Checklist to Save Time When Writing Your Dissertation
Your dissertation is the longest and most in depth work you’ll ever perform in your academic career and that can be a bit overwhelming.
By Michael Premo, Writing Coach
Writing a dissertation is a lot like writing a book. Both are long, self-directed projects that require years to complete. As a writing coach, I’ve helped hundreds of doctoral candidates get started on a path toward completion. The difference with this checklist that I’m about to share is real-world experience. The writing centers can’t help you save time and energy. They may even do more harm than good, so be careful when reading other blogs or visiting your school’s writing lab. Be a little skeptical, especially when given ambiguous information.
Working-Full Time and Trying to Write
Let’s face it, any checklist for this process has to take into account that you are working to feed, clothe, and shelter your family. And, the longer it takes to write your dissertation, the more money you lose in tuition and fees.
This checklist is about saving you time and energy. This checklist is also for anyone that’s stuck or failing to show any progress, because you may have one or more of these things that are incomplete. Just take a look and start checking them off as you go.
☐ Office: You will be writing for years, so make sure you have an office (space) where that can happen. I have a small corner with a desk, filing cabinet, bookshelves, etc. You get the point. Don’t make your kitchen table your office, or sit in front of the TV. Create a productive space and make it yours.
☐ Technology: I suggest working on a desktop PC with Windows 10 and the latest version of Microsoft Office. Apple products do not play well with Office. There are a lot of imprort and export issues, and formatting problems that may affect your progress. Use two (2) desktop monitors and an ergonomic keyboard. Already have this stuff? Great! Laptops make it difficult to switch between applications and screens. Get another monitor if you have a laptop. For research software, I use Mendeley. It’s free and does everything you need and then some. The goal here is to not over complicate your process.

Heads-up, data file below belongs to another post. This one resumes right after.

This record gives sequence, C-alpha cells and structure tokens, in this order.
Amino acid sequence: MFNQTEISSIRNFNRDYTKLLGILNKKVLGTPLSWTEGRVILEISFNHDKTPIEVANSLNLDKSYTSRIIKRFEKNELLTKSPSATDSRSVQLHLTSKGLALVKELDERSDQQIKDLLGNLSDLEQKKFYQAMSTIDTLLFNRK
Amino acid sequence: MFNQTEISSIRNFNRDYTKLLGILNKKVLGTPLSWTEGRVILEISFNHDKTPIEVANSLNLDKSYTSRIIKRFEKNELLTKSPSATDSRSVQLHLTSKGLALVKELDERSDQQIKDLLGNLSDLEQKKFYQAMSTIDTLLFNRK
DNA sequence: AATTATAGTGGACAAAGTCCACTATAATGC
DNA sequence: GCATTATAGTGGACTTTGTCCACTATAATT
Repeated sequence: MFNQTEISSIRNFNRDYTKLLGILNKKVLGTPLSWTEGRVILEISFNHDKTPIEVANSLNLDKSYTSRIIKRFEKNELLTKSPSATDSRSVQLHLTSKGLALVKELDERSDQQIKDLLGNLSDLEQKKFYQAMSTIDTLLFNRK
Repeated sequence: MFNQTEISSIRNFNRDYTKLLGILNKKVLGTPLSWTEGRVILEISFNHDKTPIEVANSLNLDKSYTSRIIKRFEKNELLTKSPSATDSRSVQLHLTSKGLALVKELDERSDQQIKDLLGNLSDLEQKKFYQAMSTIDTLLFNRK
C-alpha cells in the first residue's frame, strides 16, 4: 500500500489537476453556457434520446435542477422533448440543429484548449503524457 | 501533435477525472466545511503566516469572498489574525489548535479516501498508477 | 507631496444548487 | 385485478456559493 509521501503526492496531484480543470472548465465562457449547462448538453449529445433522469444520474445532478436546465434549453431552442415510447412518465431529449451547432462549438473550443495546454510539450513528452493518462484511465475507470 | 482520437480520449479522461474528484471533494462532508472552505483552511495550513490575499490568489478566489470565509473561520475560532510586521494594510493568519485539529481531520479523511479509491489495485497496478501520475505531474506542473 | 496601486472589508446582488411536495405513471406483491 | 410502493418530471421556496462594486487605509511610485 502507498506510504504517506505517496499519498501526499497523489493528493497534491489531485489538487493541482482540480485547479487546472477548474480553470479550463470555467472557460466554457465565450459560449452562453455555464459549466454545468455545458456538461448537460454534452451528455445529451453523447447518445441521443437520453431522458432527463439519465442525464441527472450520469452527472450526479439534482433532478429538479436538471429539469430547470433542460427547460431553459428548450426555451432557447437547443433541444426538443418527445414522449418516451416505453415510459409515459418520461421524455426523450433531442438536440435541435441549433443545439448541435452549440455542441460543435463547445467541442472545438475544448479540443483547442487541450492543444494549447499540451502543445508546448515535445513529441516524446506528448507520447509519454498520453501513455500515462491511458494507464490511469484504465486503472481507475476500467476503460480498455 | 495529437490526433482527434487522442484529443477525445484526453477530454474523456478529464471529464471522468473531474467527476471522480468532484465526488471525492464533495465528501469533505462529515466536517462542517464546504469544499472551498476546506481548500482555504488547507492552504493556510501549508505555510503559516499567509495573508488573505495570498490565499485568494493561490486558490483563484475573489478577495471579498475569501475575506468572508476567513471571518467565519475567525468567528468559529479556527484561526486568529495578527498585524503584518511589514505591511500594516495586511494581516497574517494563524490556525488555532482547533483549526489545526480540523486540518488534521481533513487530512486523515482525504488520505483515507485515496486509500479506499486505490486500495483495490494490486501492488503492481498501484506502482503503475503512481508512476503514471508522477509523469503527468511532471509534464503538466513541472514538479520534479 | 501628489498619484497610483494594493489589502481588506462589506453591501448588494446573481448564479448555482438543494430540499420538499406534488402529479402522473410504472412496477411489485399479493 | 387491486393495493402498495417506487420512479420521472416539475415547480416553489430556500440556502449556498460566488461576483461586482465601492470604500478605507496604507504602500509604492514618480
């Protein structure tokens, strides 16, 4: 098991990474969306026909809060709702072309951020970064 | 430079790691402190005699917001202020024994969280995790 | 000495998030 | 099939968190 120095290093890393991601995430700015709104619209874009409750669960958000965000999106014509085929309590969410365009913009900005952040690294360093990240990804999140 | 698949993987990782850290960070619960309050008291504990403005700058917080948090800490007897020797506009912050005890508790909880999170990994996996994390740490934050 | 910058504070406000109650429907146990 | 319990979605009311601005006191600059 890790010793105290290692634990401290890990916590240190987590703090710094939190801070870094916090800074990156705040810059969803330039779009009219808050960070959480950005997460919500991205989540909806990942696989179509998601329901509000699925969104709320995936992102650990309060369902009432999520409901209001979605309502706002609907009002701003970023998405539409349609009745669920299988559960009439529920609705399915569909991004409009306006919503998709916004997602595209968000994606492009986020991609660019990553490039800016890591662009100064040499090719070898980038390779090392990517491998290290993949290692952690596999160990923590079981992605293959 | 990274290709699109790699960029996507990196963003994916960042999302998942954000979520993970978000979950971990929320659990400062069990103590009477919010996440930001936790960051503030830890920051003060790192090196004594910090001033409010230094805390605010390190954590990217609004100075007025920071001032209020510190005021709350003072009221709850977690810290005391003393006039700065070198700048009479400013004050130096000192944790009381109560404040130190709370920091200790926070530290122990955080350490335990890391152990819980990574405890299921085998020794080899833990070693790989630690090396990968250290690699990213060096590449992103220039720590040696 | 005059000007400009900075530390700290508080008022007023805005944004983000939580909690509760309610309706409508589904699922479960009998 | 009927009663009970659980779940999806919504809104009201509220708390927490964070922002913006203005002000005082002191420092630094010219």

☐ Prioritize: Time management is really big. This has to be a priority and one that’s done almost every day. Put it in your schedule and treat it like a job. You also need to learn to say “No” to others but in a nice way. Your research is a priority, though probably not the most important thing in your life, but a very significant one.
☐ Dissertation Requirements: Plan a meeting with your department’s graduate secretary or Director of Graduate Studies (DGS). Also, dissertation requirements are often listed in detail online. They are usually accompanied by templates and other resources. These guidelines spell out expectations and repercussions. They also explain how to the school handles grievances. From these requirements, you can make a list of milestones, then attach dates to those, just remember to be realistic.
☐ Advisor: Prior to any writing, you’ll need to sit down with your advisor and discover their expectations. How often do they answer email? Are they open to scheduled phone calls? Deadlines? The advisor also approves your topic, so you should get the go ahead from them—in writing—prior to writing. They’ll help you refine the topic to find the right variables for pertinent and timely research.
☐ Topic: Choose a topic. Refine it. Then stick with it. A broad topic has too many variables to take into account when writing your research questions. Narrow the focus and stick to the most important and timely issues. Maintain your focus or else you’ll go down the wrong path. Any changes will confuse your advisor and committee.
☐ Committee: Gather your members as soon as you’re able. Don’t wait until you’re done with a chapter or two. It will take a lot of time just to get them on board and then give feedback and approvals.
☐ Support: Friends and family have to understand that you are working toward a life-changing goal. They need to offer support in a multitude of ways or else you’ll become exhausted or sick. Sit down with them early to talk about the issues ahead. You’ll know when your dissertation will be more difficult, requiring more of your attention, not necessarily time. Sit down with them about every three months to check in and make sure everyone’s needs are being met.